(D.E. 26-1 at 98.)

Plaintiff does not dispute that the 2018 SPD contains a valid anti-assignment clause. The anti-assignment clause specifically provides that Patient may not assign rights or benefits to other parties, that Patient may not assign the right under ERISA “to request plan or other documents [or] to file appeals of denied claims or grievances,” and that “under all circumstances,” any attempt to assign is void and unenforceable. (Id.) According to that clear language, Patient was not permitted to assign the claim to Plaintiff, and-critically-Plaintiff did not have a right to request plan documents from Defendants, including the errantly requested and errantly provided 2017 SPD.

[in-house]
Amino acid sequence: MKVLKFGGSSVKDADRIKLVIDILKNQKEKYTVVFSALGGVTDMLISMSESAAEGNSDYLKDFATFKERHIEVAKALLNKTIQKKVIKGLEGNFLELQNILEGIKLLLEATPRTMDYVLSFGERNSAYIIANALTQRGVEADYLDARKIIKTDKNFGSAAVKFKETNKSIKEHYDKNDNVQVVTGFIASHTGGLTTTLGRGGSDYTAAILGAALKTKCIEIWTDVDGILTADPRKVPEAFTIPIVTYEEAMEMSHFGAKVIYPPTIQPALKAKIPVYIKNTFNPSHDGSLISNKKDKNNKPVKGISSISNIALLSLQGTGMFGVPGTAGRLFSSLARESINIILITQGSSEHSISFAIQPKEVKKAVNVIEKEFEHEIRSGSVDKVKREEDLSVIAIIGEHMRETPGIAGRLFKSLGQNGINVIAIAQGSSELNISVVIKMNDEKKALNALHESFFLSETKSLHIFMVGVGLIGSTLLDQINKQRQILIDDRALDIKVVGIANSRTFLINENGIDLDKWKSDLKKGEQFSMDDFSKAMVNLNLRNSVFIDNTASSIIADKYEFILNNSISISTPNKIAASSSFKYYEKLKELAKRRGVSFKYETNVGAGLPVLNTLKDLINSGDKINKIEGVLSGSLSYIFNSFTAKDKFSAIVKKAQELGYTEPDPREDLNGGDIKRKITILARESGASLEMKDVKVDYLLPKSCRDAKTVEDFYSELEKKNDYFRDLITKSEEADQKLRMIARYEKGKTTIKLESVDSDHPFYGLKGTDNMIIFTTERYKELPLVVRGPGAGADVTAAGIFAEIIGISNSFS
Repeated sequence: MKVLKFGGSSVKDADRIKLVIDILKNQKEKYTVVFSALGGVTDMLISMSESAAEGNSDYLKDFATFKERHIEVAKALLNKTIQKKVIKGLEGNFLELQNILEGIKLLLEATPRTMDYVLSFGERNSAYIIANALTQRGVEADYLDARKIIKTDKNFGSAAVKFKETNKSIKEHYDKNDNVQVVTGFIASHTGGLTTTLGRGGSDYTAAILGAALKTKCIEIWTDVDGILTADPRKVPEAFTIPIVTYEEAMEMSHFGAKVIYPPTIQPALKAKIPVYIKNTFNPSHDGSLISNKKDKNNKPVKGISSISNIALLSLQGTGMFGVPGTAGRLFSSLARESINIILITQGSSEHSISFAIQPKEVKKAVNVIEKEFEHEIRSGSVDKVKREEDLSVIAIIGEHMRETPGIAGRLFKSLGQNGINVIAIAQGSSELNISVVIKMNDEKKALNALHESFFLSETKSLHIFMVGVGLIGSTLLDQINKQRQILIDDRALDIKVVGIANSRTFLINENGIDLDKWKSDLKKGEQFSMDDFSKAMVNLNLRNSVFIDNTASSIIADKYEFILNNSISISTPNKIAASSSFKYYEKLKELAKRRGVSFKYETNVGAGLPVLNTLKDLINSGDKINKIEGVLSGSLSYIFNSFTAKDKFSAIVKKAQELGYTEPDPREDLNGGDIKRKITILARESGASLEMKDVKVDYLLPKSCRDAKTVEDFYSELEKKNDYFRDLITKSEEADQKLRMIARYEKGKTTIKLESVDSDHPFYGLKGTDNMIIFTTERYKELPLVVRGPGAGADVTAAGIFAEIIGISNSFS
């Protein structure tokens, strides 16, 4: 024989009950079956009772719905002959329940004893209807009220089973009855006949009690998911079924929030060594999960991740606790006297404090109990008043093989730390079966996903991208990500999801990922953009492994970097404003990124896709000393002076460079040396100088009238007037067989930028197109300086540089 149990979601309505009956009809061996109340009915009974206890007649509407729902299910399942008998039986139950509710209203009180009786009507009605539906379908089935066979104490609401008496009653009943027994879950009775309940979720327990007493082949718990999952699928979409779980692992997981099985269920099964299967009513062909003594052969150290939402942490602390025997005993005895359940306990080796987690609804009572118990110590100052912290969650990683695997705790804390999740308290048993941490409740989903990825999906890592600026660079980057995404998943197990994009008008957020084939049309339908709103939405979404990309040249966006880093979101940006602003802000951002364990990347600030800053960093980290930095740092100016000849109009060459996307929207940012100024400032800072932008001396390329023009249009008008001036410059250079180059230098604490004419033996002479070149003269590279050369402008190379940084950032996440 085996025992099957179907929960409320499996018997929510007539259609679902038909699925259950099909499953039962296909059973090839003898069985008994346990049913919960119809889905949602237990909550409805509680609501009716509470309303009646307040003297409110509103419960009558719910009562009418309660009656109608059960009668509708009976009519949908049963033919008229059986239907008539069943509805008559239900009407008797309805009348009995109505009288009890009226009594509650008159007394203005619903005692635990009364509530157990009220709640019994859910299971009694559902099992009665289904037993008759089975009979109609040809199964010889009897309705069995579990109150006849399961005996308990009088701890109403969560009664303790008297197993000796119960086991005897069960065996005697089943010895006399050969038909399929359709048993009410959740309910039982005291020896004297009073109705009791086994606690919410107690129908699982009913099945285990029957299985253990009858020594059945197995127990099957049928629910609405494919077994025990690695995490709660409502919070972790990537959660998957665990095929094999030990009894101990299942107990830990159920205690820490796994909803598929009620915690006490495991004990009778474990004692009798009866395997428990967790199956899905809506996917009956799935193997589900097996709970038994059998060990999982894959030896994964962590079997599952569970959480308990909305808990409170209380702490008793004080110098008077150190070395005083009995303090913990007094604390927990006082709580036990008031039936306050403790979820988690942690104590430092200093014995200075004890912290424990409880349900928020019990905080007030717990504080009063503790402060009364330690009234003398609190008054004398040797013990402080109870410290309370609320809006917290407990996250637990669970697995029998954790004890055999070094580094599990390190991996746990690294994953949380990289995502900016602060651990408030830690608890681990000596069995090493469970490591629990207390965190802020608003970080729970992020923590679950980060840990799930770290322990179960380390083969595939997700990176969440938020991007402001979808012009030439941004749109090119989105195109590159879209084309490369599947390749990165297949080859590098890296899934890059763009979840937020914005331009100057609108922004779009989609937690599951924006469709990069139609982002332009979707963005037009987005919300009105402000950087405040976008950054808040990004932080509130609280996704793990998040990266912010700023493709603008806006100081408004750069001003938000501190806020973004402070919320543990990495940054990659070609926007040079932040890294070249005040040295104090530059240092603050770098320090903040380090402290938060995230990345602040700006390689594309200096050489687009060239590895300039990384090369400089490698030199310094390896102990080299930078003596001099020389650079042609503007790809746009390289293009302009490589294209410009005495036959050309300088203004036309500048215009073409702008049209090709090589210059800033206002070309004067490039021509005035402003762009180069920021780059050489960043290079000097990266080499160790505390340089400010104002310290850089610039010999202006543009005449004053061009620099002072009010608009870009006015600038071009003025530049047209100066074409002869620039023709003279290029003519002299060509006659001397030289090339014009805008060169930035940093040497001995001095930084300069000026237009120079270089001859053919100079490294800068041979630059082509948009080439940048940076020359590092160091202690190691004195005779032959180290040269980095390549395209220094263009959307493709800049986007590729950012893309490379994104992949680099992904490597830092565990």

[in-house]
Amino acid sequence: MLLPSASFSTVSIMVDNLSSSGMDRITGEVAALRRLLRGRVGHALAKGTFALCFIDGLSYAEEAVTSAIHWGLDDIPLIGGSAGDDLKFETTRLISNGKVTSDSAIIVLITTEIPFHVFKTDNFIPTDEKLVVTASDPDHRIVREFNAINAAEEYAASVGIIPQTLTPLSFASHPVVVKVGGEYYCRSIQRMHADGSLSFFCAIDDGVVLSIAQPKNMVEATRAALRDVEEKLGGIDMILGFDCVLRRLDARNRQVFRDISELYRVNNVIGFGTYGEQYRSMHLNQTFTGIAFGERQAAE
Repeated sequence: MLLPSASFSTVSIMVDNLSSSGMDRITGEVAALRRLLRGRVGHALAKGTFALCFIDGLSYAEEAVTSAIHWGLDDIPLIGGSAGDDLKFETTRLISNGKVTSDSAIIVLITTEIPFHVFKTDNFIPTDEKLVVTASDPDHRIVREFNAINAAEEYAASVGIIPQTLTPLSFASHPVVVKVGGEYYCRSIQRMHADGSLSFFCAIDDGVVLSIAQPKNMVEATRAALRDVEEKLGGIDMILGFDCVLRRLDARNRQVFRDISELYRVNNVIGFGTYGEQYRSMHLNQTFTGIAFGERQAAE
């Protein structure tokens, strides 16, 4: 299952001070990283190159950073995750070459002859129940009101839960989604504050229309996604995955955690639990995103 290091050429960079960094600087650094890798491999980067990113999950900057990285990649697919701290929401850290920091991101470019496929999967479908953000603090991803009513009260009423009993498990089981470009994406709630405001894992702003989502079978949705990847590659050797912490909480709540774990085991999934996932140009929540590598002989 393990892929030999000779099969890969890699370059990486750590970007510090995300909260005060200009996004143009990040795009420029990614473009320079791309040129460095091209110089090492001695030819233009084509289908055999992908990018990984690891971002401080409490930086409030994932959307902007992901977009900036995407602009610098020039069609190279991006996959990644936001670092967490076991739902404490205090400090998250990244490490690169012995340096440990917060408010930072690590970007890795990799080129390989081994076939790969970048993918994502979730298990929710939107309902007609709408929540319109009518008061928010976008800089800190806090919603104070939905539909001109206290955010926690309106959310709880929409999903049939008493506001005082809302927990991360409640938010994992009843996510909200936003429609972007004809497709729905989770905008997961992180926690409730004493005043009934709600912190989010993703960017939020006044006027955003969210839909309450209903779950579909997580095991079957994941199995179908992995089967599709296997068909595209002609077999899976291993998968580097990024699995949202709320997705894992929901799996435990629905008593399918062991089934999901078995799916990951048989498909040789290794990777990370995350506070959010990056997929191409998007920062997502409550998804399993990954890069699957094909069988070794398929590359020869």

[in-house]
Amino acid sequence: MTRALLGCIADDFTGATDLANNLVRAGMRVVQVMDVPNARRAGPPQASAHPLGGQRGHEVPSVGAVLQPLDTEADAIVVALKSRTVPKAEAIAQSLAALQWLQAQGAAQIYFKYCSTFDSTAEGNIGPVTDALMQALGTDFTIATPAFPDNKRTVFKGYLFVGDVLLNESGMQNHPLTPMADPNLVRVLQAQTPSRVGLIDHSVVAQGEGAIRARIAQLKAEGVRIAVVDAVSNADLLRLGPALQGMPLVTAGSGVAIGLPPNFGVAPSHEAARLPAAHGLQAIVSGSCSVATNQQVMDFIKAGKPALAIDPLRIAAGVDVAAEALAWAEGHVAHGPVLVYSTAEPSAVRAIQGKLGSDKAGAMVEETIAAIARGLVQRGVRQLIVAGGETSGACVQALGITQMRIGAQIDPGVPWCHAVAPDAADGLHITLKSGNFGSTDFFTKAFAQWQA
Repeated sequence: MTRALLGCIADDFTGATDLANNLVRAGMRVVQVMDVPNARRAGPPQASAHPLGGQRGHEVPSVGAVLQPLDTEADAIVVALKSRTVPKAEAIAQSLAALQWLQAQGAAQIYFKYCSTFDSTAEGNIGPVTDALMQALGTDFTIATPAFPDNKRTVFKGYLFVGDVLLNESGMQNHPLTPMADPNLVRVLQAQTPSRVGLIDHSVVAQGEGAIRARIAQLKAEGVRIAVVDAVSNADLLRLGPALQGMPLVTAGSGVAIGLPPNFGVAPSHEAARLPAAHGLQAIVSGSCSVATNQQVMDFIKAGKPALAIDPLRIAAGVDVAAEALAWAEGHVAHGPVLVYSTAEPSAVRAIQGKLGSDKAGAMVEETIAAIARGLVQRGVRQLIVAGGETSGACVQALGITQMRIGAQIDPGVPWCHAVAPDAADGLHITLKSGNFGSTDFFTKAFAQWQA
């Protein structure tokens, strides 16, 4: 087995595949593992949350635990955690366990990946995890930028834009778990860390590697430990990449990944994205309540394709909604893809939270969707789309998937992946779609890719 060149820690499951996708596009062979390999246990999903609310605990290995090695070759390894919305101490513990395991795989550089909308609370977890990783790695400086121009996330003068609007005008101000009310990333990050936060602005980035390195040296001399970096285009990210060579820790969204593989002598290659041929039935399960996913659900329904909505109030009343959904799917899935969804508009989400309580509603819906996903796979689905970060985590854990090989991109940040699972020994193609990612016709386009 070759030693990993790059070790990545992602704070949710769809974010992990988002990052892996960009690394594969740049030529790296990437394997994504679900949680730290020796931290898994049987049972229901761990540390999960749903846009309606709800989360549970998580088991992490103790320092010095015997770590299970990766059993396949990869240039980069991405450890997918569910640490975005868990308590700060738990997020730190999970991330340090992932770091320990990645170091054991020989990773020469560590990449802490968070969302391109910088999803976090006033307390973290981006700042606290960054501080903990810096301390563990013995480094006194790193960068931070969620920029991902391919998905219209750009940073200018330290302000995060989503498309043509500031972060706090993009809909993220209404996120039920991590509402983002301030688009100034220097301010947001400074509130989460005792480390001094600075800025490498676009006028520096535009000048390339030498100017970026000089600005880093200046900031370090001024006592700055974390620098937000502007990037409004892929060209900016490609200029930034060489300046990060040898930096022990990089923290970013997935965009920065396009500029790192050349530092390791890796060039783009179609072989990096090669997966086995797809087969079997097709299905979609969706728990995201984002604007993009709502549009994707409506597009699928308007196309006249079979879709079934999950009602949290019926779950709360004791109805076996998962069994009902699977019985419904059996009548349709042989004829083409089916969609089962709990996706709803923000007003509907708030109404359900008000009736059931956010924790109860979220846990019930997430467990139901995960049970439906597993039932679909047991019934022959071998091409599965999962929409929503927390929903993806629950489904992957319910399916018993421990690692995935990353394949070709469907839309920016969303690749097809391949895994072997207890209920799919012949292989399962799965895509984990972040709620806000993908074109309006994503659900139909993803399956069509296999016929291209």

Of note, but not critical to this analysis, the SPD provided by Cigna to Plaintiff reflects the year “2017” on the cover (the year prior to the 2018 surgery), and the letter from the Cigna employee references a completely different client of Cigna-both of which Plaintiff failed to address in the Complaint and briefing to this Court. (See D.E. 21; D.E. 34; D.E. 35.) These discrepancies should have put Plaintiff on notice that the SPD provided may not control because it had a year different from the year the service was performed (2018), and a different client of Cigna was noted on the letter.